If You Think Innovation Is Dead, Meet the Hydraby
Is the process of discovery hitting a dead end? Are there ever fewer paradigm-shifting revelations to be had? These questions speak more to the poverty of our imagination than to our grasp of reality.
Lately, practitioners of various disciplines have suggested that most of the truly great things have been discovered or invented. Some economists say that we’ve already reaped the “low-hanging fruit” in technological innovation -- in sanitation, transport and education, for example -- and that future progress won’t be as easy or productive. Some physicists argue that humanity is pushing up against the limits of what can be known.
One needn’t look far for evidence that such thinking is wrong -- that the pessimism merely reflects our inability to fathom just how surprising our future discoveries may be. Consider a couple of findings announced just in the final two months of 2013.
The first challenges a fundamental tenet of biology: that all living things are somehow programmed to age and die. Most scientists believe that, in general, as organisms pass maturity and get progressively older, their fitness and capabilities erode, and they become more likely to expire.
A new study finds that this pattern doesn’t hold across all species. True, a 100-year-old human is about 20 times as likely to die in the next year as a human of average age. But there’s also a tiny tubular creature found in freshwater lakes and ponds -- known as a hydra -- that shows no signs of aging at all, according to the best available evidence. Keep one alive for 100 years, and you’ll find no physical difference to one just a few months old.
The hydra isn’t even the most extreme example. The desert tortoise seems to become more fit with age. Mangrove trees do, too. What we humans take as the norm isn’t at all the norm for other organisms.
The research opens a whole new world of questions and possibilities. If a hydra truly is “immortal,” might it be possible to engineer the same genetic or molecular mechanisms into other organisms, including humans? Speculation that there could be a “final generation” of humans, once we’ve learned to overcome aging, might not be as crazy as many people think.
The second discovery has more cosmic implications: Astronomers using NASA’s Kepler space telescope found in 2013 the closest thing yet to a planet similar to Earth in size and composition. Temperatures on Kepler-78b, as the planet is known, get far too hot for life as we know it. But its existence demonstrates that it’s only a matter of time before we find a planet that could support Earth-like life.
In the past two decades, astronomers have discovered about 1,000 planets in orbit around other stars, and their techniques get 10 times more powerful every few years. Current estimates suggest that there should be roughly 5 billion Earth-like planets in our galaxy alone. Michel Mayor, leader of the team that detected Kepler-78b, predicts that within five years we’ll find an Earth-like planet cool enough to have liquid water -- and potentially life of some kind.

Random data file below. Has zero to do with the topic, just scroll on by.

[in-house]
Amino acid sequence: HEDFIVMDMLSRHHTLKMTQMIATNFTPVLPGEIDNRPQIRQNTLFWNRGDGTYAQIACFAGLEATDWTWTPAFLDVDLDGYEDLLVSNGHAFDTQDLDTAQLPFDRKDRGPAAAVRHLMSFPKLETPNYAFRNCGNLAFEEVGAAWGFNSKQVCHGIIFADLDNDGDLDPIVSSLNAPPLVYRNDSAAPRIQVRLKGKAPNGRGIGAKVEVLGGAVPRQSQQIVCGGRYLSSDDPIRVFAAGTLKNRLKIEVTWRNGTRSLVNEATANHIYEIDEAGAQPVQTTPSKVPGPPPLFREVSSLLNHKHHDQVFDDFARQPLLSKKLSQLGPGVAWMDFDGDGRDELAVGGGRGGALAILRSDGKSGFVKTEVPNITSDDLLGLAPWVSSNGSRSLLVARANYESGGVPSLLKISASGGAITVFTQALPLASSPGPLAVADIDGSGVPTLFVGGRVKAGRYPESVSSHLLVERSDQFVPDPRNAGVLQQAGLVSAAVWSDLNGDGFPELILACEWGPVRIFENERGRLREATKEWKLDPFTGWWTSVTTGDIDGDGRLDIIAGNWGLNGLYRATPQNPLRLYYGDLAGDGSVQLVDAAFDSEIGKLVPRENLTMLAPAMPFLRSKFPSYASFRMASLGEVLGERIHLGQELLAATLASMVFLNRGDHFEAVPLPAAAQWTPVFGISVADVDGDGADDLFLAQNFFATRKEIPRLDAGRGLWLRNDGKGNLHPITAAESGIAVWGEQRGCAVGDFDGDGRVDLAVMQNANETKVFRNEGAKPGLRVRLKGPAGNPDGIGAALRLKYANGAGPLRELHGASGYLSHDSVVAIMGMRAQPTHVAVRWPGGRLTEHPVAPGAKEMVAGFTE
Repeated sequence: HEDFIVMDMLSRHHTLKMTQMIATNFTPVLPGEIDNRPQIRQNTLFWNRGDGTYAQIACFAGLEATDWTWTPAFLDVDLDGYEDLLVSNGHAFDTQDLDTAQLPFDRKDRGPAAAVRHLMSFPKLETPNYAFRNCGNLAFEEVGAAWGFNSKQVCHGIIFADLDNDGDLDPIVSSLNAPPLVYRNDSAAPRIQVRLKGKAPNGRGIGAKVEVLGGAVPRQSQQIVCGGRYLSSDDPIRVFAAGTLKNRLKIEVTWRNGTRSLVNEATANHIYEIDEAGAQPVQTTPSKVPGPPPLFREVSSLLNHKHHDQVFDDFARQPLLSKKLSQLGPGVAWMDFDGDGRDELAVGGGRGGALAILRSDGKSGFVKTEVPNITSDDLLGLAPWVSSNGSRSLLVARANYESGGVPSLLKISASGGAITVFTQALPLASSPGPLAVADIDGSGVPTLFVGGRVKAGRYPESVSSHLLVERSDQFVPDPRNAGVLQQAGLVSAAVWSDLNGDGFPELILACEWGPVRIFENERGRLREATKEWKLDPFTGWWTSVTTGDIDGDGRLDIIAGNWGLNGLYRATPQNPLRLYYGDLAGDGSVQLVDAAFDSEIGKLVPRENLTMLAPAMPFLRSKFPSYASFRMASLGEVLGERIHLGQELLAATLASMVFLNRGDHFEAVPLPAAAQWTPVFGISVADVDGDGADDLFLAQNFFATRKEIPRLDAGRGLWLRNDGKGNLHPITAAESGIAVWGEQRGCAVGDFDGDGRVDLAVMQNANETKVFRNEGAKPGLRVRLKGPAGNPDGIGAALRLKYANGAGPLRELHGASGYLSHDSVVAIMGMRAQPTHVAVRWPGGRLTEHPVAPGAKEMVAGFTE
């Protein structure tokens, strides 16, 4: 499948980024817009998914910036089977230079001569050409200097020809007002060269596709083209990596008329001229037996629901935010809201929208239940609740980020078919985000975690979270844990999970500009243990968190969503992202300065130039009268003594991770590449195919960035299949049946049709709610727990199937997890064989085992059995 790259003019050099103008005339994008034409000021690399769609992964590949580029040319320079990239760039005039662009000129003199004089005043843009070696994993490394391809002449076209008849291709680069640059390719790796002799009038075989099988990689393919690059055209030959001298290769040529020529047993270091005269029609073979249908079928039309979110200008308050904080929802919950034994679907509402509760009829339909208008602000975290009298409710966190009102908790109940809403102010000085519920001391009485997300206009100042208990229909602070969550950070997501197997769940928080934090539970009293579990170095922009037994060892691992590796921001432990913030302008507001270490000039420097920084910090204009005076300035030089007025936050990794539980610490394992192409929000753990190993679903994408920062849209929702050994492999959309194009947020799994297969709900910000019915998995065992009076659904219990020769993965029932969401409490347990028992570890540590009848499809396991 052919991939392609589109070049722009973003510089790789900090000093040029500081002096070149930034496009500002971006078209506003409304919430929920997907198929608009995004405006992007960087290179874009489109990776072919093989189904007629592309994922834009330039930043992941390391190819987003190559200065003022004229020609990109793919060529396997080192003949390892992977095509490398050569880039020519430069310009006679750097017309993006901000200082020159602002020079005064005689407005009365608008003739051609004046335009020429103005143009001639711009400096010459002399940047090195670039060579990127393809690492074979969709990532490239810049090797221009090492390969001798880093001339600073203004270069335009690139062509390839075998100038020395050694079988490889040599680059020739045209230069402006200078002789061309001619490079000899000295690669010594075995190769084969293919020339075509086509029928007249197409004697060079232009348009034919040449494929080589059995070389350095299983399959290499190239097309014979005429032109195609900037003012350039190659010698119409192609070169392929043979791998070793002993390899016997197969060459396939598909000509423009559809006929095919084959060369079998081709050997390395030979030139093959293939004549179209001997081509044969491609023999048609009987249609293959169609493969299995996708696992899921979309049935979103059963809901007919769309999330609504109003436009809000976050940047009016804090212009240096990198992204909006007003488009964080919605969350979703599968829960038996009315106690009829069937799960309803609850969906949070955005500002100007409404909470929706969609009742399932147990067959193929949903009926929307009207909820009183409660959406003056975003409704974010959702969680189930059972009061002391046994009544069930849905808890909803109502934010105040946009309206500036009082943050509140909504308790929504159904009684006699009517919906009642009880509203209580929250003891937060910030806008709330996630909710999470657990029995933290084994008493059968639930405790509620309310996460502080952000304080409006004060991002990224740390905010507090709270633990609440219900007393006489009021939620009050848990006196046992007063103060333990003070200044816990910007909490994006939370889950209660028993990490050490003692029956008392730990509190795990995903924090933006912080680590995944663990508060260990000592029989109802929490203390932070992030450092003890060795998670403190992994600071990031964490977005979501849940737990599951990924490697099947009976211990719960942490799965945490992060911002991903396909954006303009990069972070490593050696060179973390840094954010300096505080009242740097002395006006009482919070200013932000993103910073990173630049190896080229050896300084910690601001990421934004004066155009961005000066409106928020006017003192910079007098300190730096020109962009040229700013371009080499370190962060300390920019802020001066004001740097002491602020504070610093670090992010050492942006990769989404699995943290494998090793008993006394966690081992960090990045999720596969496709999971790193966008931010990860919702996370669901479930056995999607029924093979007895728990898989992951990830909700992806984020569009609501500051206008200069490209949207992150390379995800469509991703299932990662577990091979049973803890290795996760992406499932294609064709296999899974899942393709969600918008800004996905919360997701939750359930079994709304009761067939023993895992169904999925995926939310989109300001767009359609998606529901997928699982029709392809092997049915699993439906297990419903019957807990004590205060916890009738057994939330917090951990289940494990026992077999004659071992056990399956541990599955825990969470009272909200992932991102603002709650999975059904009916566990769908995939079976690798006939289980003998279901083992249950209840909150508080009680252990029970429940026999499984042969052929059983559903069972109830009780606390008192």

We are, in a sense, just beginning to turn on the lights in our universe. It’s well within the realm of possibility that, in a decade or two, having discovered hundreds or thousands of Earth-like planets and monitored them with ever more sensitive instruments, we might discover another humanlike intelligence in our universe. It is difficult to imagine the world-changing shock to human thinking that would come from making such contact.
I’ve chosen my examples quickly and only from the last two months. There are comparably shocking discoveries in areas such as neuroscience, where recent research has shown how sleep helps to restore and repair the brain, or technology, where physicists have made some significant steps in learning how make ordinary objects effectively invisible. How about using plant xylem, ordinary tissues present in plants everywhere, to filter water for human consumption? The pace of discovery suggests that there are more innovations to come just as profound and far-reaching as the Internet.
None of this is to say that innovation will solve all our problems or save humanity from its own environment of economic mismanagement. But discovery is certainly not dead -- or even dying.
(Mark Buchanan, a physicist and the author of “Forecast: What Physics, Meteorology and the Natural Sciences Can Teach Us About Economics,” is a Bloomberg View columnist.)
This column does not necessarily reflect the opinion of Bloomberg View's editorial board or Bloomberg LP, its owners and investors.
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